Lawyers for the International Union for the Protection of Animals (UIPA) are hoping that charges will be sought against an officer of the Brazilian Federal Highway Police for breaking animal protection laws when he shot and killed a bull on a highway road in the country last week. The questionable incident and shocking photograph above have propelled the story throughout South American news sources--leading some to wonder if the officer's actions were justified.
It all began with an accident between a motorcycle and a truck carrying bulls on a highway outside of Belo Horizonte, northwest of Rio de Janeiro. Many bulls were released onto the road after the incident, according to a report from Globo.
When police arrived to the scene, they soon found the "situation with the roaming cattle had became uncontrollable," and opted to use their firearms on at least one unlucky bull. A spokesman for the Federal Highway Police claims the use of lethal force was justified, believing that "the animals loose on the road would cause more accidents."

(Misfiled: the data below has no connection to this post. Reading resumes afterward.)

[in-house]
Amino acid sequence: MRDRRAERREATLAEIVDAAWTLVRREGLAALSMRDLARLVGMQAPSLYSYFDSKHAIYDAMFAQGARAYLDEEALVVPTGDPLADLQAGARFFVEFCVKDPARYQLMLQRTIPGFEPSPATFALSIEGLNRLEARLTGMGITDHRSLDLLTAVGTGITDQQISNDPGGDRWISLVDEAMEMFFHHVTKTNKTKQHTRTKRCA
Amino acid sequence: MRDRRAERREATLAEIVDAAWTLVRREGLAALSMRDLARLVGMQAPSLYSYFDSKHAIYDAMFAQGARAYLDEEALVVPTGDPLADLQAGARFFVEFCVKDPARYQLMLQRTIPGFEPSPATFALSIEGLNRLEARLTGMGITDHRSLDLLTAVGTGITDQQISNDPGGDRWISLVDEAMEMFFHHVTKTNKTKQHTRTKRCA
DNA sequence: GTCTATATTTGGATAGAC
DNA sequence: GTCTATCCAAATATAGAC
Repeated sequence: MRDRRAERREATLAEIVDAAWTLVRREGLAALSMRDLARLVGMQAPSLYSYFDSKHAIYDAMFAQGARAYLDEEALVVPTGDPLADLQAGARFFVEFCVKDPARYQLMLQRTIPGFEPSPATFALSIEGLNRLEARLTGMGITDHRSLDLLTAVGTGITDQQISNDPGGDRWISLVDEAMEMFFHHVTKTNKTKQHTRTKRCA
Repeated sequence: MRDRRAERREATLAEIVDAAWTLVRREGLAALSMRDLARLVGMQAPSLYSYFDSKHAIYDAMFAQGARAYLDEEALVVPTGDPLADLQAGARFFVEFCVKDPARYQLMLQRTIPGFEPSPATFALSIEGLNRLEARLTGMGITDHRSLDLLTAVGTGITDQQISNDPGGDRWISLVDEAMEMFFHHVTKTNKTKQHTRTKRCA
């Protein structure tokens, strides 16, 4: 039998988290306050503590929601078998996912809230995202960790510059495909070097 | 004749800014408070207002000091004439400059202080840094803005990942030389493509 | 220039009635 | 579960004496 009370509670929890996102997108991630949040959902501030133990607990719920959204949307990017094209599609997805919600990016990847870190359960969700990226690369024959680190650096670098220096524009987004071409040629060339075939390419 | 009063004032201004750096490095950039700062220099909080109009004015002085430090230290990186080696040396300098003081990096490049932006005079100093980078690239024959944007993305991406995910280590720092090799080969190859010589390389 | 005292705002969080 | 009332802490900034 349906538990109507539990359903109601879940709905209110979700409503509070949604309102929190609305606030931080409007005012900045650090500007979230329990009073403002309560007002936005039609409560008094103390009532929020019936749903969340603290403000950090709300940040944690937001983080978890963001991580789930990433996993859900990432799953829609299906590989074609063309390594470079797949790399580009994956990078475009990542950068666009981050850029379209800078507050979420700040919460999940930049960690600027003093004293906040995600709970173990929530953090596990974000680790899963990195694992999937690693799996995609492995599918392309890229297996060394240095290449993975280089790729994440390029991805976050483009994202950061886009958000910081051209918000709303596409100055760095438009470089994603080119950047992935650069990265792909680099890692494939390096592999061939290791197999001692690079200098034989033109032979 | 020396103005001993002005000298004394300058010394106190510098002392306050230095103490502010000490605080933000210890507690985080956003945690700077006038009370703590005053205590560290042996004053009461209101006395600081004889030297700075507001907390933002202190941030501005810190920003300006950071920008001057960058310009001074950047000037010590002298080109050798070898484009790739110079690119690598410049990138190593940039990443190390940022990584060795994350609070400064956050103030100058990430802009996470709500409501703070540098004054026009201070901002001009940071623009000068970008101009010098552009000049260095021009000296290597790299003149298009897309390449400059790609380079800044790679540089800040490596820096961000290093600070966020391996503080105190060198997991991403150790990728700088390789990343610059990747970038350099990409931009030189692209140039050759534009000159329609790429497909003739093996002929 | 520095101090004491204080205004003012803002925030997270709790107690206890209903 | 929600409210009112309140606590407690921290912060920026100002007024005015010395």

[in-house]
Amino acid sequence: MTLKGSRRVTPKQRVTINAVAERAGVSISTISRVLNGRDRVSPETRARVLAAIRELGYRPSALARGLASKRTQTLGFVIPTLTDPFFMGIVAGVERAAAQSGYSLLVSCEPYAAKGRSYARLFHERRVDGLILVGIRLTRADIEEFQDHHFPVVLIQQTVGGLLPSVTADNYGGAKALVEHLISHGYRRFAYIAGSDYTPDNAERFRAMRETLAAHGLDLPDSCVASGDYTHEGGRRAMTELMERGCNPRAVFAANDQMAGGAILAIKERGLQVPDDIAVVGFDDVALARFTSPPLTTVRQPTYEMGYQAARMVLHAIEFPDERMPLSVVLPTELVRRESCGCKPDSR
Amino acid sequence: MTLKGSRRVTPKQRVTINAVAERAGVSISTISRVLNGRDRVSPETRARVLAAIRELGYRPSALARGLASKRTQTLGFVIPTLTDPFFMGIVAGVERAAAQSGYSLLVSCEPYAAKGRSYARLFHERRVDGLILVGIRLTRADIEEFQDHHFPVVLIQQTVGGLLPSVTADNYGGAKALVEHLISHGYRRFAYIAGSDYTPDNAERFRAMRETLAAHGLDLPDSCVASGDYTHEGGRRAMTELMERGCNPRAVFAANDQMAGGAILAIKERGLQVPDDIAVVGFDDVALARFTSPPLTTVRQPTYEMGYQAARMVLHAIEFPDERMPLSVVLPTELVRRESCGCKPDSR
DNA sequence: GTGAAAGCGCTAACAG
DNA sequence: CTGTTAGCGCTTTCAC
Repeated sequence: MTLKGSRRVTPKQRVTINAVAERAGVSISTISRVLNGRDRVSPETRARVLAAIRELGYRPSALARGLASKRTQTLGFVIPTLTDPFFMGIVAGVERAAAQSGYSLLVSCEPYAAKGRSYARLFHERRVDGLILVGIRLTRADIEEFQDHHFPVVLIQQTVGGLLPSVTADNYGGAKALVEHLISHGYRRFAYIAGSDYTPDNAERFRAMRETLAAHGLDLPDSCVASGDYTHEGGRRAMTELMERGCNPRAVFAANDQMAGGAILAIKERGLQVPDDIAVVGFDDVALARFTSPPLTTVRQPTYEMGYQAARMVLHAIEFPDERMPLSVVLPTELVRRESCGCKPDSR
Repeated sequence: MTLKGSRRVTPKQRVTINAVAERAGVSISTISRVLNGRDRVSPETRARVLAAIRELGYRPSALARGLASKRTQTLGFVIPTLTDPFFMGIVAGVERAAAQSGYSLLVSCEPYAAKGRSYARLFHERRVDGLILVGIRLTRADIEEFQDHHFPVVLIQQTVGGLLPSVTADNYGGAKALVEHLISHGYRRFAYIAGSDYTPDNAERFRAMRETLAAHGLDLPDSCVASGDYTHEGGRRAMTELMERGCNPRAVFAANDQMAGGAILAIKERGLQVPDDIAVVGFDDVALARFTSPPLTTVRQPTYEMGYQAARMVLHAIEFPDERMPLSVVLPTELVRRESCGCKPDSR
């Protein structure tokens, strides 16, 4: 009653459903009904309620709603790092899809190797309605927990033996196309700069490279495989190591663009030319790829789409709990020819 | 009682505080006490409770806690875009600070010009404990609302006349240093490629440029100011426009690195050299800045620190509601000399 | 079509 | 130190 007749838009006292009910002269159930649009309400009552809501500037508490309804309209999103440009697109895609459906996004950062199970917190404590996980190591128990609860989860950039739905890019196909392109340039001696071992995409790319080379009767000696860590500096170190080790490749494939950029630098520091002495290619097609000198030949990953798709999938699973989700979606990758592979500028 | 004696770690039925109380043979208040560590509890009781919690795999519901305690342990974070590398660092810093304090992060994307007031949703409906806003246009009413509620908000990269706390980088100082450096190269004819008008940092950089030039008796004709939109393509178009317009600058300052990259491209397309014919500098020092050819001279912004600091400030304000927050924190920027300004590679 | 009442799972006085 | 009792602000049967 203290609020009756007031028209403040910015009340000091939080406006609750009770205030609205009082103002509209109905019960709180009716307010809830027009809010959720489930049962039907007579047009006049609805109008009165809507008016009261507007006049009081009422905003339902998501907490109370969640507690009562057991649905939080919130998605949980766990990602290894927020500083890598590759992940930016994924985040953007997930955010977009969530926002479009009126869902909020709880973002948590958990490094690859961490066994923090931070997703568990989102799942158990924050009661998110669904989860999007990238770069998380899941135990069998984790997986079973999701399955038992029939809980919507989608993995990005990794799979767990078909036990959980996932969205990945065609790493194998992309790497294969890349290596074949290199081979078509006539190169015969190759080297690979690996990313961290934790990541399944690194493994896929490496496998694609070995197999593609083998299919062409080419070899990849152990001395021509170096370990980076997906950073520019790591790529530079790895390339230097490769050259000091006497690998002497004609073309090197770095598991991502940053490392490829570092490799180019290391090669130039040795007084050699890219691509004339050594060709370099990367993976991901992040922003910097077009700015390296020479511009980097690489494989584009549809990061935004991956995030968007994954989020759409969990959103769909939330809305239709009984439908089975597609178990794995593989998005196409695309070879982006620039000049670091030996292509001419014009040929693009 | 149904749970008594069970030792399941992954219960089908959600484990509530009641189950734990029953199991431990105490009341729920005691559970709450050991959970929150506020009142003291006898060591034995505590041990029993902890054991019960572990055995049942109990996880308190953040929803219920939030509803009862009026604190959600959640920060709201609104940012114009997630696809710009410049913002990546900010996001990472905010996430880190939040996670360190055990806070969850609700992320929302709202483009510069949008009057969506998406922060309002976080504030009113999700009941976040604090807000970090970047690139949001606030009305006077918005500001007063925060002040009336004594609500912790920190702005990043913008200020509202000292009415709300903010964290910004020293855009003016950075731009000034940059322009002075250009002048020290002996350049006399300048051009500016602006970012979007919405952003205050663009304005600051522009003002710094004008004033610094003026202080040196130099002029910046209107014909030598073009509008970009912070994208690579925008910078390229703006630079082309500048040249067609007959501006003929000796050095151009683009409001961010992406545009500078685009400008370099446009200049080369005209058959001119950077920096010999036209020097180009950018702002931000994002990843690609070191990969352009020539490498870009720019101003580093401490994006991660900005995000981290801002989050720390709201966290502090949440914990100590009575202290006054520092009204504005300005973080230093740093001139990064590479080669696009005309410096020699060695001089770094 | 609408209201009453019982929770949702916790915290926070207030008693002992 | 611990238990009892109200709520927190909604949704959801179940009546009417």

Prior to opening fire, the officer received permission to shoot from the owner of the livestock.
UIPA's lawyer, Vanice Orlandi, believes the officer's killing of the animal was unjustified, reiterating the non-lethal options available for removing the bulls from the highway. "He had other means to prevent accidents. He could of stopped traffic and called the Center for Animal Control, which is also able to rescue goats, horses and cattle," said Orlandi.
It was a lack of preparation, a total lack of sensitivity and respect for animals, because the police had other means to clear the roadway. This animal was slaughtered in cold blood, so cruel. There is a law that guarantees a quick death to an animal whose elimination is necessary, but not how the police know to do. The animal was a victim twice. What's more cruel? Transport, which requires the animal to travel for weeks? He ended up dead under those conditions.
Livestock in the roadway is the fifth leading cause of vehicle accidents in Brazil, and even surpasses the number of alcohol related incidents. Still, according to the report, there is no training or a specific determination on how cattle should be cleared from the roadway, and that police should try to remove the animals as quickly as possible to prevent major accidents. But could that really mean shooting them in the face with a pistol?